Appeal from the Order of the Court of Common Pleas of Bucks County in case of H.A. Steen Industries, Inc. v. The Zoning Hearing Board of Bensalem Township, No. 78-1338-18-5.
Leslie G. Dias, with him Henry F. Huhn, for appellant.
David H. Moskowitz, of Moskowitz & Zamparelli, P.C., with him Emil F. Toften & Associates, for appellee.
Judges Mencer, Blatt and Craig, sitting as a panel of three. Opinion by Judge Mencer. This decision was reached prior to the expiration of the term of office of Judge DiSalle.
[ 48 Pa. Commw. Page 470]
Bensalem Township (Township) and H.A. Steen Industries, Inc. (applicant) cross appeal from an order of the Court of Common Pleas of Bucks County which reversed the decision of the Bensalem Township Zoning Hearing Board (Board) and granted a variance to the applicant to erect a billboard. We affirm the lower court's order.*fn1
[ 48 Pa. Commw. Page 471]
The applicant, a corporation engaged in the business of outdoor advertising, seeks to erect a double-faced billboard on a narrow strip of land, roughly 33 feet by 395 feet, which remained following eminent domain proceedings for the construction of Interstate Highway 95. It is an unimproved, landlocked property bordered by the interstate highway on one side and Conrail railroad tracks on the other. The property is zoned M-1, Manufacturing and is surrounded by industrial zones except for a mixed manufacturing and residential zone across the interstate highway. Billboards are only permitted in an H-C, Highway Commercial zone.
The Township argues that the applicant failed to meet its burden of proving an unnecessary hardship, i.e., that there was no possibility that the property could be used in strict conformity with the provisions of the zoning ordinance and that the variance is necessary to enable reasonable use of the property. See J. Richard Fretz, Inc. v. Hilltown Township Zoning Hearing Board, 18 Pa. Commonwealth Ct. 471, 473-74, 336 A.2d 464, 465-66 (1975). Although there is no direct testimony indicating that the property cannot be used in conformity with the ordinance and that a billboard is the only reasonable use, it is evident from the very description of the property that a manufacturing or other permitted use is essentially impossible. The property is only 33 feet wide at its widest point. Access exists only through an agreement with the railroad and is limited to one day per month. In fact, it appears from the decision of the Board that it recognized the existence of a hardship.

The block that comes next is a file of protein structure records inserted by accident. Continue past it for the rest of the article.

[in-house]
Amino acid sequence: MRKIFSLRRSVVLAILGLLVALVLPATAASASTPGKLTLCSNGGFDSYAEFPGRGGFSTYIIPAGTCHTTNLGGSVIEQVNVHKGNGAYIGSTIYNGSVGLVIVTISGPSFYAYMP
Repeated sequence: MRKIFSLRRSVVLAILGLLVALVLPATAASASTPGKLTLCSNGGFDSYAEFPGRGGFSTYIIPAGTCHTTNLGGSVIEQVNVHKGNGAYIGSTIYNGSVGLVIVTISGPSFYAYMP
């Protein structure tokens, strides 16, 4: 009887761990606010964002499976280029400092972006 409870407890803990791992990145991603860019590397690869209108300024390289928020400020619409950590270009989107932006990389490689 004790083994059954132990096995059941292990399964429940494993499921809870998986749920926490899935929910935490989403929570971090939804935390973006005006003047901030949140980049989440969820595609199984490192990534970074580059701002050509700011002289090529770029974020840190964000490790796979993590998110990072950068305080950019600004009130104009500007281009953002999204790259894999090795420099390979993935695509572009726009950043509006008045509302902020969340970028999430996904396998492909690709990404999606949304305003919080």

The Township argues, however, that any hardship was self-imposed because the applicant had knowledge of the unique character of the land and the zoning regulation when it purchased the property and, therefore,
[ 48 Pa. Commw. Page 472]
the variance was not justified. This was the Board's conclusion.
We have held that the mere fact that one purchases property with knowledge of the hardship does not necessarily preclude a variance. See Franklin Towne Realty, Inc. v. Zoning Hearing Board, 37 Pa. Commonwealth Ct. 632, 391 A.2d 63 (1978); Harper v. Zoning Hearing Board, 21 Pa. Commonwealth Ct. 93, 343 A.2d 381 (1975). As Judge Craig said in Zoning Hearing ...